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Co-Parenting: The Journey You Never Wanted to Take

Family PlanningThis was not the way you had dreamed up happily ever after. You certainly didn’t expect to share the responsibility of raising your children between two different households, potentially with other partners in the mix. You’re fired up. You’re exhausted. Emotionally drained. Angry. Bitter. All of the above. You have no intention of making this co-parenting a walk in the park, you’re sure your ex is going to be unreasonable, irrational and unpredictable.

You don’t want to hear this, but you have to be the bigger person.

Every interaction with your ex is a chance to make the right choice. You have a choice every time you interact with your spouse. You can take the easy road – hold onto your anger and bitterness, interact with hostility and make sure that you don’t ever give an inch – OR – you can take the hard road, the one that is flexible, understanding, places your children’s well-being over your own, and shows them that you are in this for them. Taking the hard road will eventually lead to a healthy new normal, despite what it feels like right now.

Your children’s emotional and mental well-being is at stake. Your children’s future decisions will be impacted by the decisions you make right now. Their future relationships, how they view love and the expectations that they have will be developed during this time. You do not get to pick you over them.

You have to create a new relationship with your ex. . You’re no longer in love, you’ve stopped putting effort into your marriage but you have to put effort into the partnership that has now been formed. The one that’s sole purpose is to raise your children and to do it well. Refusing to embrace this partnership, and in turn, embracing a hostile relationship can lead to fighting that the children are very aware of. This fighting can harm their self-esteem and their attachments and security. They may feel that the fight, and winning the argument is more important than they are. You just need to work toward a respectful, cooperative relationship.

Listen to what your ex is saying.The goal is to try to understand, or at least not immediately discredit what they are saying. Listening and approving are two different things. You can let your ex spouse know that you’ll think about what they are saying, or consider their point of view rather than immediately dismissing it. This one step will go far in avoiding unnecessary hostility.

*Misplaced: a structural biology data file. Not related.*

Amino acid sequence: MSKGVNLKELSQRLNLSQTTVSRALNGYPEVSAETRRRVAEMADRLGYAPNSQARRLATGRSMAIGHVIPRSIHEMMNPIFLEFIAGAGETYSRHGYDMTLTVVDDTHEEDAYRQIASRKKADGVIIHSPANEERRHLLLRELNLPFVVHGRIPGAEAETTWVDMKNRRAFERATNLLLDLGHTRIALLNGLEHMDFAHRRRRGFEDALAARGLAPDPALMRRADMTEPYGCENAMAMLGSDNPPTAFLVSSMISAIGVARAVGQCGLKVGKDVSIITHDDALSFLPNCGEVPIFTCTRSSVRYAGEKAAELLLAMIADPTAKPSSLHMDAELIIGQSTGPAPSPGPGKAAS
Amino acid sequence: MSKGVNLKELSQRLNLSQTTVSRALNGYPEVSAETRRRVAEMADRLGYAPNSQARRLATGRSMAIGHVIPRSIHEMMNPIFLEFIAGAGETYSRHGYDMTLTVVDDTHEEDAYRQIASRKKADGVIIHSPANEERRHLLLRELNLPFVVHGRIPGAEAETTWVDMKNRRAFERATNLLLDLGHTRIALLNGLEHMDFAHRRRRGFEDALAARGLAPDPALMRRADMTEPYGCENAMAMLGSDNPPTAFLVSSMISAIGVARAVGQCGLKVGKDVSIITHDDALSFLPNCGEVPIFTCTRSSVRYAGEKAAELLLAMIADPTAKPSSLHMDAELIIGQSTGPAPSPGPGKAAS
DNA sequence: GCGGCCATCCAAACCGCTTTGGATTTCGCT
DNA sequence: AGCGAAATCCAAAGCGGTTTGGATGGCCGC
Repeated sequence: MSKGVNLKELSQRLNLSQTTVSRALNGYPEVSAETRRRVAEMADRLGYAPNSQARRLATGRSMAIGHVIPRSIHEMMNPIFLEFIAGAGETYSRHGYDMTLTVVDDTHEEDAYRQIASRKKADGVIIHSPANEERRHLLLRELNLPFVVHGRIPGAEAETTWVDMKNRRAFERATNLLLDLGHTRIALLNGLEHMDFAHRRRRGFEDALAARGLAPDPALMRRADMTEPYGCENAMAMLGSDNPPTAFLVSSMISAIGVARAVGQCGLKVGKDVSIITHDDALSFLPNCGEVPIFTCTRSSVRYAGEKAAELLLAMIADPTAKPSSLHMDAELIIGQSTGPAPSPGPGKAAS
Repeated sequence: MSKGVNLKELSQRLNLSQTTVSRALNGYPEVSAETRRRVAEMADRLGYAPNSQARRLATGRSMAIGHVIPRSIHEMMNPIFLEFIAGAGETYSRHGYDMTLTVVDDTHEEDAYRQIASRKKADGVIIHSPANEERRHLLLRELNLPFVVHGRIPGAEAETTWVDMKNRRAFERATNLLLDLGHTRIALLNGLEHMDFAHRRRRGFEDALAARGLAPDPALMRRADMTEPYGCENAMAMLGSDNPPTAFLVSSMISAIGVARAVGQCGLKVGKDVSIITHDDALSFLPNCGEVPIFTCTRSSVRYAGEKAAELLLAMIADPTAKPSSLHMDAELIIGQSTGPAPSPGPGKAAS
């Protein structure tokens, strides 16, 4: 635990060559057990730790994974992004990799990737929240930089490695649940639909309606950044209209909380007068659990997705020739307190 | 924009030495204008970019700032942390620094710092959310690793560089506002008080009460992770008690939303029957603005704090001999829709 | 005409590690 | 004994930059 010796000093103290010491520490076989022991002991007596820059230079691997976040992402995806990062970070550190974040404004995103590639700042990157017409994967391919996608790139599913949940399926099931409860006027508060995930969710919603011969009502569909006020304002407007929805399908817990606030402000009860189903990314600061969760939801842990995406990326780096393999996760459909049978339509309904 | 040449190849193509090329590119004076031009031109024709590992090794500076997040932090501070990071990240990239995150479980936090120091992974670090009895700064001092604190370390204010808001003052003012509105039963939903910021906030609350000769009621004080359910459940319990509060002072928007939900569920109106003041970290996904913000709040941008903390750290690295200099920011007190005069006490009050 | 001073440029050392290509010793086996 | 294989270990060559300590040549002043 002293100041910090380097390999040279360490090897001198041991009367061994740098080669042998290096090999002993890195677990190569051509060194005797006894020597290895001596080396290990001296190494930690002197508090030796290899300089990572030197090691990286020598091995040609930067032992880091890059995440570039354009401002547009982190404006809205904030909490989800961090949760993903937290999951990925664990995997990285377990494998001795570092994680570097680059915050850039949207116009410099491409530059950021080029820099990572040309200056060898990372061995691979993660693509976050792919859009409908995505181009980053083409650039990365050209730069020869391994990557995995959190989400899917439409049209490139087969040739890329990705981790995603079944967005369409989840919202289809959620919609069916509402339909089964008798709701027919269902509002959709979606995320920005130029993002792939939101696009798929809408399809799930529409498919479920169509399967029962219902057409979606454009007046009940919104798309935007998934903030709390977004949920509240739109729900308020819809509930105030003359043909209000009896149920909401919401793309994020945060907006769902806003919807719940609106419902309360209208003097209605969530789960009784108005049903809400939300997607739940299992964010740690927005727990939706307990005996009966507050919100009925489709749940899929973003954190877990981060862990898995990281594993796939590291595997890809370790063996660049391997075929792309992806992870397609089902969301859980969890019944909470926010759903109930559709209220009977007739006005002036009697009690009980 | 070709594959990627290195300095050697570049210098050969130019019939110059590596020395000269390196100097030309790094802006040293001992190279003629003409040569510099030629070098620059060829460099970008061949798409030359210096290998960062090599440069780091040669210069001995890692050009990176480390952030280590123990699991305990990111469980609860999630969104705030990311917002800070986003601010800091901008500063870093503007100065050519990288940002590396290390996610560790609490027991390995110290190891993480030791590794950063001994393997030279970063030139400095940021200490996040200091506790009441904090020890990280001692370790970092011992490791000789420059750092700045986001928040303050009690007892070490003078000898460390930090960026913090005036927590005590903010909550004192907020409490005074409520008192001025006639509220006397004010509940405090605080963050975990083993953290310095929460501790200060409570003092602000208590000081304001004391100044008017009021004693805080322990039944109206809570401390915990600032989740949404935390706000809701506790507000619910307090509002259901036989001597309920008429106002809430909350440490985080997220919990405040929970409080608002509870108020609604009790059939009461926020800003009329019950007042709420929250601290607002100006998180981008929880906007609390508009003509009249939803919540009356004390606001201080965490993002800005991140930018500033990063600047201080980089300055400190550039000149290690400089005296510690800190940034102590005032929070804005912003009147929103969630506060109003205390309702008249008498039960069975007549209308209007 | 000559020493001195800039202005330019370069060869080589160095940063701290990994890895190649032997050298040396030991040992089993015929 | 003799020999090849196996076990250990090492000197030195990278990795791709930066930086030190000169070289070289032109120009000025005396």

Read that again. You and your former spouse will do things differently. You will disagree. Here’s where you need to do some soul searching - If you disagree with something your ex is doing: do you actually understand the situation and is it really harmful OR are you annoyed with the way he/she handles things?

If the choices your former spouse is making are not harmful to your children, then having two different ways of approaching life can be beneficial to your children. This is where rules, stability and consistency come into play. Your children will adapt, and can accept that at your home if you do X, then Y will happen, even if it’s not the same at the other parent’s home. If you decide you have a reasonable concern, calm yourself down before you approach your ex. Discuss the issue in a calm and respectful way in private.

Remember: your feelings, your responsibility. You do not get to dump your feelings on your children. You do not get to pit them against your former spouse. You have responsible, appropriate avenues with which to work through your emotions. Get counseling, seek out a friend, pray, exercise, whatever it is that helps you work through what you’re going through. Also, do not use your children as messengers.

In addition to working with your spouse and not unloading on your children, also, and most importantly, don’t speak disrespectfully about your ex in front of the children and don’t allow others to do so. Show them what it looks like to respect their other parent. Show them that they don’t have to pick sides. Show them that they can thrive in this environment. Show them that they are loved, and above all else, you want what’s best for them. Berating their other parent accomplishes nothing.

Ways to facilitate appropriate communication with your spouse:

Keep your communication short, business-like, and focused on the kids. You can only be responsible for yourself and your emotions. If your ex is sharp and unkind, try not to return the same. Try to remove the emotion from the situation, and treat your former spouse as a co-worker or neighbor - you would likely first give the benefit of the doubt- ‘Maybe he is just having a bad day.’ If it continued, you might calmly but firmly address the situation. Removing the intense emotion from the equation will produce better results for you and your children.